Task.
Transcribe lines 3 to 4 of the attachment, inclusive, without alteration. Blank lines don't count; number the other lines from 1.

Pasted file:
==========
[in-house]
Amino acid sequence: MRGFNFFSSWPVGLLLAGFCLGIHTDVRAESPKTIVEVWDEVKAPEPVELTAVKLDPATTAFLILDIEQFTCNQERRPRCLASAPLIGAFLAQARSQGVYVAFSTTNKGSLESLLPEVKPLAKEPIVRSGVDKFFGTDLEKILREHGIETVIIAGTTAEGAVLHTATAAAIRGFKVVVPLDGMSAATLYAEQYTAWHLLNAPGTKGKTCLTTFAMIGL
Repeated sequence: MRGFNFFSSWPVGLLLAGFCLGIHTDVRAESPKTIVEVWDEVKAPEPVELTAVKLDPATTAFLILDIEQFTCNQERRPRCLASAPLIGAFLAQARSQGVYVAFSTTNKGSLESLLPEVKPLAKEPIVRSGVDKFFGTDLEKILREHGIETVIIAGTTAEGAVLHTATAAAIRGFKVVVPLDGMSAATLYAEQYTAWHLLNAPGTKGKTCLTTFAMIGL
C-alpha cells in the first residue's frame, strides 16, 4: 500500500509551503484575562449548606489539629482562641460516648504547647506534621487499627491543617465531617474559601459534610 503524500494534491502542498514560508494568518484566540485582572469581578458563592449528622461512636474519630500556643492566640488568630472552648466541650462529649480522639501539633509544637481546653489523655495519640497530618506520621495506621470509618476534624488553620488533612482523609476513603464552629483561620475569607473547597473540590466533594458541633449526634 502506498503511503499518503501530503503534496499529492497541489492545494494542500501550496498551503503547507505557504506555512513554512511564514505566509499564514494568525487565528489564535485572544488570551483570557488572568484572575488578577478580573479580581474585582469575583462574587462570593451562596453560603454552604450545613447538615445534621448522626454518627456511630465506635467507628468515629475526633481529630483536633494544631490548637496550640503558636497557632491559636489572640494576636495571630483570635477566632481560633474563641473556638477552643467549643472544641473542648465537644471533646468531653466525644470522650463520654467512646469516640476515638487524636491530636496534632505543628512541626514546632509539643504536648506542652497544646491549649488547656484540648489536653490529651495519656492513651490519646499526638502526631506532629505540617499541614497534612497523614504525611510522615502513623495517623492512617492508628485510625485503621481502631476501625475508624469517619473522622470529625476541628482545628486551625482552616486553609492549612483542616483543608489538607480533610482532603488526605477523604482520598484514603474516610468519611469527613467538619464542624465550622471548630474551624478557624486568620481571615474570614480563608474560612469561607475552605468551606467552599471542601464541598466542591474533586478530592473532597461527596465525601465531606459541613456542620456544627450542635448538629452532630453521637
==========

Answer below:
Repeated sequence: MRGFNFFSSWPVGLLLAGFCLGIHTDVRAESPKTIVEVWDEVKAPEPVELTAVKLDPATTAFLILDIEQFTCNQERRPRCLASAPLIGAFLAQARSQGVYVAFSTTNKGSLESLLPEVKPLAKEPIVRSGVDKFFGTDLEKILREHGIETVIIAGTTAEGAVLHTATAAAIRGFKVVVPLDGMSAATLYAEQYTAWHLLNAPGTKGKTCLTTFAMIGL
C-alpha cells in the first residue's frame, strides 16, 4: 500500500509551503484575562449548606489539629482562641460516648504547647506534621487499627491543617465531617474559601459534610 503524500494534491502542498514560508494568518484566540485582572469581578458563592449528622461512636474519630500556643492566640488568630472552648466541650462529649480522639501539633509544637481546653489523655495519640497530618506520621495506621470509618476534624488553620488533612482523609476513603464552629483561620475569607473547597473540590466533594458541633449526634 502506498503511503499518503501530503503534496499529492497541489492545494494542500501550496498551503503547507505557504506555512513554512511564514505566509499564514494568525487565528489564535485572544488570551483570557488572568484572575488578577478580573479580581474585582469575583462574587462570593451562596453560603454552604450545613447538615445534621448522626454518627456511630465506635467507628468515629475526633481529630483536633494544631490548637496550640503558636497557632491559636489572640494576636495571630483570635477566632481560633474563641473556638477552643467549643472544641473542648465537644471533646468531653466525644470522650463520654467512646469516640476515638487524636491530636496534632505543628512541626514546632509539643504536648506542652497544646491549649488547656484540648489536653490529651495519656492513651490519646499526638502526631506532629505540617499541614497534612497523614504525611510522615502513623495517623492512617492508628485510625485503621481502631476501625475508624469517619473522622470529625476541628482545628486551625482552616486553609492549612483542616483543608489538607480533610482532603488526605477523604482520598484514603474516610468519611469527613467538619464542624465550622471548630474551624478557624486568620481571615474570614480563608474560612469561607475552605468551606467552599471542601464541598466542591474533586478530592473532597461527596465525601465531606459541613456542620456544627450542635448538629452532630453521637